David Earle is a Canadian trailblazer, a master choreographer and teacher, and a cultural icon. His dancers are some of the most physically eloquent, powerful, and individual artists in Canada.
Although he is deeply faithful to the philosophies of his greatest teachers, especially Martha Graham & José Limôn, he struck out on his own path immediately after returning to his native country in 1968. Having absorbed New York modernism and dance’s radical postmodern experiments of the 1960’s, and after helping to launch the first two seasons of the London Contemporary Dance Theatre in England, he was now ready to create his own work and so, with Patricia Beatty and Peter Randazzo – Toronto Dance Theatre – went on to twenty-eight years of triumphant international tours. They were adored and sometimes vilified for their provocative sensual theatricality, virtuosity and emotional honesty.
In 1996 David established Dancetheatre David Earle (DtDE) as a means to support continued creation, preserve his repertoire, and to ‘serve as a forum for younger artists whose concern is the humanity in dance.’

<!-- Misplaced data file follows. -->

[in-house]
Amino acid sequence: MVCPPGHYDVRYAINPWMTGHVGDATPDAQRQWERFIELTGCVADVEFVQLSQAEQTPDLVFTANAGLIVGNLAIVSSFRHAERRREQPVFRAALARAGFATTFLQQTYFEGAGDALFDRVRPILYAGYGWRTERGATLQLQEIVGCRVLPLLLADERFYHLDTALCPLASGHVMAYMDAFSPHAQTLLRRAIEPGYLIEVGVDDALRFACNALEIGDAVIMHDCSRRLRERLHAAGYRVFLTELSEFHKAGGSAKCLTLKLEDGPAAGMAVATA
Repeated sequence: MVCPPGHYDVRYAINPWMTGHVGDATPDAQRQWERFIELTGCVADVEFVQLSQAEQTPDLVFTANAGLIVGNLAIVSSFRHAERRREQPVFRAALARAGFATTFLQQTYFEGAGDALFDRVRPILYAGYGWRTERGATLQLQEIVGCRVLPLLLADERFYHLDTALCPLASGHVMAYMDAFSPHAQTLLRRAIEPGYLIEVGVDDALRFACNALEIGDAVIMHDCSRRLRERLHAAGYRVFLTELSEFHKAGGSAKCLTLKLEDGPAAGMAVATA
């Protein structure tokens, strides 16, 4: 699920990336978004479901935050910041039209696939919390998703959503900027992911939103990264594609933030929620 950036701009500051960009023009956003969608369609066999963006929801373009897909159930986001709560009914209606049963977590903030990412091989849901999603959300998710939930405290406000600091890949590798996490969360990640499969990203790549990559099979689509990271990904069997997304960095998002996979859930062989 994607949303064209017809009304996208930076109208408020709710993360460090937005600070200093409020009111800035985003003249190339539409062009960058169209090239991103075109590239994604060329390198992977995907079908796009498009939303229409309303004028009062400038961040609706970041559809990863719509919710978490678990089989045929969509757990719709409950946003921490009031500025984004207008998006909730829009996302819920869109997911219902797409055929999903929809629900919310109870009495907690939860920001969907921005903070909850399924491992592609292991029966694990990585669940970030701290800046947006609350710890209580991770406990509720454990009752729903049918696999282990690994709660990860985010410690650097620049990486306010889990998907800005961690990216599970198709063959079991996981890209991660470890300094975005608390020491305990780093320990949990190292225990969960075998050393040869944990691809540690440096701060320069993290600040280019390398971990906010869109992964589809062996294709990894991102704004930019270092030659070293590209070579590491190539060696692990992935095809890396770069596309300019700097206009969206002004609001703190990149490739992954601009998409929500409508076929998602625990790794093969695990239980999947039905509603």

Driven by a desire to create an enduring container for the repertoire and teaching of his now unique dance language, many dancers have followed David to study and perform, often with live music ensembles, multimedia collaborations, and new creation to contemporary scores. DtDE has presented more than 60 new works as part of over 130 performances, including commissions from the Kitchener-Waterloo Symphony, Soundstreams Canada, NUMUS (Kitchener-Waterloo), the Open Ears Festival, the Guelph Chamber Choir, and the Gryphon Trio.
David Earle is dedicated to the beauty and musicality of dance, making him stand out in a medium that often rejects both. Indeed, his sense for the unity of music and dance is legendary, and his works for large groups, set to such compositions as Mozart’s Requiem and Allegri Miserere, still astonish at every performance. His openness to experiment and his willingness to challenge superficiality and cynicism mean that his work speaks forcefully to contemporary audiences. He is truly unique in his ability to reach and to move spectators of every background, whatever their familiarity with dance and its traditions.
David Earle’s work has a long history and continues to evolve, remaining true to his roots as well as responsive to the world around us.